Scientists on P1-B mangrove fund: Use wisely | Inquirer News

Scientists on P1-B mangrove fund: Use wisely

/ 12:00 AM April 09, 2014

MANGROVES near a grounded boat in Quinapondan, Eastern Samar province, are showing signs of recovery from the effects of Supertyphoon “Yolanda.” PHOTO COURTESY OF JURGENNE PRIMAVERA

ILOILO CITY—At least P1 billion in public funds is available for the repair of mangrove areas hit by Supertyphoon “Yolanda” but the money should not be used to plant new mangroves, but simply protect existing ones, according to mangrove scientists and conservationists.

They also warned the Department of Environment and Natural Resources (DENR) against a cash-for-work scheme for storm victims in mangrove areas that could actually do more harm than good to the mangroves.


“It is important that a comprehensive evaluation of the situation of mangrove areas is determined at the ground level before any rehabilitation program is implemented,” said Jurgenne Primavera, a mangrove specialist and retired scientist.


Primavera was part of a team of scientists and members of nongovernment organizations (NGOs) that inspected mangroves in 11 towns and two cities in areas hit by Yolanda in Leyte and Eastern Samar provinces.

At least 28,000 hectares of mangroves in Samar, Leyte, Negros, Panay, northern Cebu and Palawan (about 12 percent of the total mangrove area in the country) are believed to have suffered varying degrees of damage as a result of Yolanda.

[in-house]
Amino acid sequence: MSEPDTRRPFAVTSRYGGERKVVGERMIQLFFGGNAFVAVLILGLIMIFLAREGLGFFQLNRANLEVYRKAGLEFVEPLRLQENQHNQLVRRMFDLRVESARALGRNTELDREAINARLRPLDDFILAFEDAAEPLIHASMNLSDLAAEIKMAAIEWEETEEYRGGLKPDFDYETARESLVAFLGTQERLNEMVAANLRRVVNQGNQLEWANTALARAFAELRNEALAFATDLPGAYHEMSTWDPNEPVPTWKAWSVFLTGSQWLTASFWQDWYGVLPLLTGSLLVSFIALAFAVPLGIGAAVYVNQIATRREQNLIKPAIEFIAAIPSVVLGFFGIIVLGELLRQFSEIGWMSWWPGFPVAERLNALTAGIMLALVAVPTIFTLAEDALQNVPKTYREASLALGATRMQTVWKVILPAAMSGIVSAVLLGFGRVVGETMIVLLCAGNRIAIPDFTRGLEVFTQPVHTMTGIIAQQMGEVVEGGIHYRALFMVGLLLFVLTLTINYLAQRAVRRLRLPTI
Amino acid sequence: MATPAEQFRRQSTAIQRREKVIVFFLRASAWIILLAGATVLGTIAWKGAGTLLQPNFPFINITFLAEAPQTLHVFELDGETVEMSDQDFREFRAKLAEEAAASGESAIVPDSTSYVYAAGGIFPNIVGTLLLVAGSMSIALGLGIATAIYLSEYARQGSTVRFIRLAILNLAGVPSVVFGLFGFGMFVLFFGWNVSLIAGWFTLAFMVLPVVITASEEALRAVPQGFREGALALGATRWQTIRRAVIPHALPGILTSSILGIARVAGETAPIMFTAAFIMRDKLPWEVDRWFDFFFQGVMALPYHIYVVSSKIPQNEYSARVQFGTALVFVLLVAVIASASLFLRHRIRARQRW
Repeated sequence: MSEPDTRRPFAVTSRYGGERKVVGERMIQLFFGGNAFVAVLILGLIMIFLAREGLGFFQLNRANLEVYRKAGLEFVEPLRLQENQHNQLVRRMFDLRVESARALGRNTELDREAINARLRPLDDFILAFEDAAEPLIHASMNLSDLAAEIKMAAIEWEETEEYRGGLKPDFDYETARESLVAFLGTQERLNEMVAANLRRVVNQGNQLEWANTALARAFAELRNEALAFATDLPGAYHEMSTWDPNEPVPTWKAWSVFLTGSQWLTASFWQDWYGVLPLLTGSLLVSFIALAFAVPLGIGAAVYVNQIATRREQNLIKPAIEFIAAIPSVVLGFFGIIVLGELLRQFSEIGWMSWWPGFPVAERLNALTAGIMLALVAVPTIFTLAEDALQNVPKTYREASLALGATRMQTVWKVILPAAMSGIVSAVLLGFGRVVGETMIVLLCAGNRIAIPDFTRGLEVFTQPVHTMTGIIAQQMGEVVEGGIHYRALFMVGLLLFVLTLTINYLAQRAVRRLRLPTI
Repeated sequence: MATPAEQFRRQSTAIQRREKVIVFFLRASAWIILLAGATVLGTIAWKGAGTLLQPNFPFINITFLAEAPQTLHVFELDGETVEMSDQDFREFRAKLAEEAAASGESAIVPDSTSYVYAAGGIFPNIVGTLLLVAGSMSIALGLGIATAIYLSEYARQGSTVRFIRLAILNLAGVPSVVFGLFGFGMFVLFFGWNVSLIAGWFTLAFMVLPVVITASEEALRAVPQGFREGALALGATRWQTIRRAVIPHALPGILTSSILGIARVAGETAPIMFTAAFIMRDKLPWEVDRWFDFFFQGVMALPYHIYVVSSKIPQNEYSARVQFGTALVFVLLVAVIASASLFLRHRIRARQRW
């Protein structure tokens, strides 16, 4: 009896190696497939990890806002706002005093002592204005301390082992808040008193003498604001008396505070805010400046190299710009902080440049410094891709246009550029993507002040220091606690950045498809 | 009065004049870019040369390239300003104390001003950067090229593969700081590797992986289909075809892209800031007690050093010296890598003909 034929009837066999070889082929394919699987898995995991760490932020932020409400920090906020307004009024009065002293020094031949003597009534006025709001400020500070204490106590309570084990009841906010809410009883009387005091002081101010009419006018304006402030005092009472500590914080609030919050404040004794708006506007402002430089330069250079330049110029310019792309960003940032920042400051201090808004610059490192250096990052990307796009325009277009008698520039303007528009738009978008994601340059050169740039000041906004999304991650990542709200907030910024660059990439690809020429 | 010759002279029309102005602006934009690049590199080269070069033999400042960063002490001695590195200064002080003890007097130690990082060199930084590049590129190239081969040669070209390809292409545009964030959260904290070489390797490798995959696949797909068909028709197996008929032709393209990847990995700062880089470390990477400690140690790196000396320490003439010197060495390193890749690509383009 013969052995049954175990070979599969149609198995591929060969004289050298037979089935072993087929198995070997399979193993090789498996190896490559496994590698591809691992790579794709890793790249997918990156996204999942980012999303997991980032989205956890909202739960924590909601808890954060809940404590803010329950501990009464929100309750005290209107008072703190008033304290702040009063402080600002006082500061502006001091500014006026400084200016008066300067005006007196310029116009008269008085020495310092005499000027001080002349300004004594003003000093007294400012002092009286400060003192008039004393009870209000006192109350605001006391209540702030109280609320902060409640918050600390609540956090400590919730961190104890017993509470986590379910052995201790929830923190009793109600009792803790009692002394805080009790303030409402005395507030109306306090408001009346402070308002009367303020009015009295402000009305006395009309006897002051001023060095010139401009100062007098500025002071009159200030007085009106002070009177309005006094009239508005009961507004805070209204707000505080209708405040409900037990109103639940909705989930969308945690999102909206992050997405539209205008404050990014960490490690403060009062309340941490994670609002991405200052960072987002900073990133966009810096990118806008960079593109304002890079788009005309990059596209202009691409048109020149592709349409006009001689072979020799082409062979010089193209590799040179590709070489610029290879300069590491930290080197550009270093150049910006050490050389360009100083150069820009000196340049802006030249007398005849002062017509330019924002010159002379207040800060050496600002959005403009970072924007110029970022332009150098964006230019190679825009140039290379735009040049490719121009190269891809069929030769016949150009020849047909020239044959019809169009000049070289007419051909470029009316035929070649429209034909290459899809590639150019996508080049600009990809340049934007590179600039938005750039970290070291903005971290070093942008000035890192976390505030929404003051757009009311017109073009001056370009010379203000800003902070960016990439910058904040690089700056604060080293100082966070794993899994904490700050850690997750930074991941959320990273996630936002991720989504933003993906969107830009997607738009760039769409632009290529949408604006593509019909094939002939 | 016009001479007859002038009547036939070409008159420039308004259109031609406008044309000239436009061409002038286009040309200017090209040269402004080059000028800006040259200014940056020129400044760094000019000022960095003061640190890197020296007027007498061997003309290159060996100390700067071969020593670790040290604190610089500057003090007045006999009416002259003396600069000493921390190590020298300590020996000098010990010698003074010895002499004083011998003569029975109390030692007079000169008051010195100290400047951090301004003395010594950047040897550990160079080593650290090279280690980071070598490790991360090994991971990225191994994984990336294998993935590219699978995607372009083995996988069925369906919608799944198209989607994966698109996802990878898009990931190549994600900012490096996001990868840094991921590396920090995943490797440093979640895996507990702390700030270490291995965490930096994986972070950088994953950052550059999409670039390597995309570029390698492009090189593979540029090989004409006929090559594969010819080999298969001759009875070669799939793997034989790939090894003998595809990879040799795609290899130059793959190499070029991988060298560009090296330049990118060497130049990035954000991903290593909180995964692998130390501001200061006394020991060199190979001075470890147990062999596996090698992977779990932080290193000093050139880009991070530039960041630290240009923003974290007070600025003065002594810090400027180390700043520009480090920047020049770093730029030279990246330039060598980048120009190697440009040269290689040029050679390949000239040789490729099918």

At a workshop, scientists and conservationists said the P1-billion fund for mangrove repair would be best spent on research and studies on the actual damage that mangroves suffered and on “integrative science-based interventions.”

“Our initial observations show that the mangroves mostly sustained partial or minimal to no damage and are recovering. The areas do not need new planting, only protection,” said Primavera, who was cited in 2008 by Time magazine as one of its “Heroes of the Environment” for her work on environmental and mangrove protection.

Primavera said a science-based approach to mangrove rehabilitation should be ensured.

“Mangroves are very resilient but it will take three to six months for them to recover from the impact of the supertyphoon,” she said.


“They may appear dead because of the defoliation but most are recovering,” she added.

She said that of the thousands of hectares of mangrove areas her team inspected in Leyte and Samar, only about 200 ha were destroyed.

Primavera said using the mangroves for cash-for-work programs, which involve the planting of new trees or clearing mangroves of dead trees, could actually be harmful to mangroves because even trees and saplings that are recovering could be cut.

Aside from protecting mangrove areas that survived Yolanda, the bulk of the fund should be spent on resettling people living in coastal areas.

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“We believe that the P1-billion rehabilitation fund will go a long way. But only if used wisely,” said the scientists and NGO members in a statement issued during the workshop.

TAGS: Leyte, Mangroves, Negros, northern Cebu, Palawan, Panay, Quinapondan, Samar

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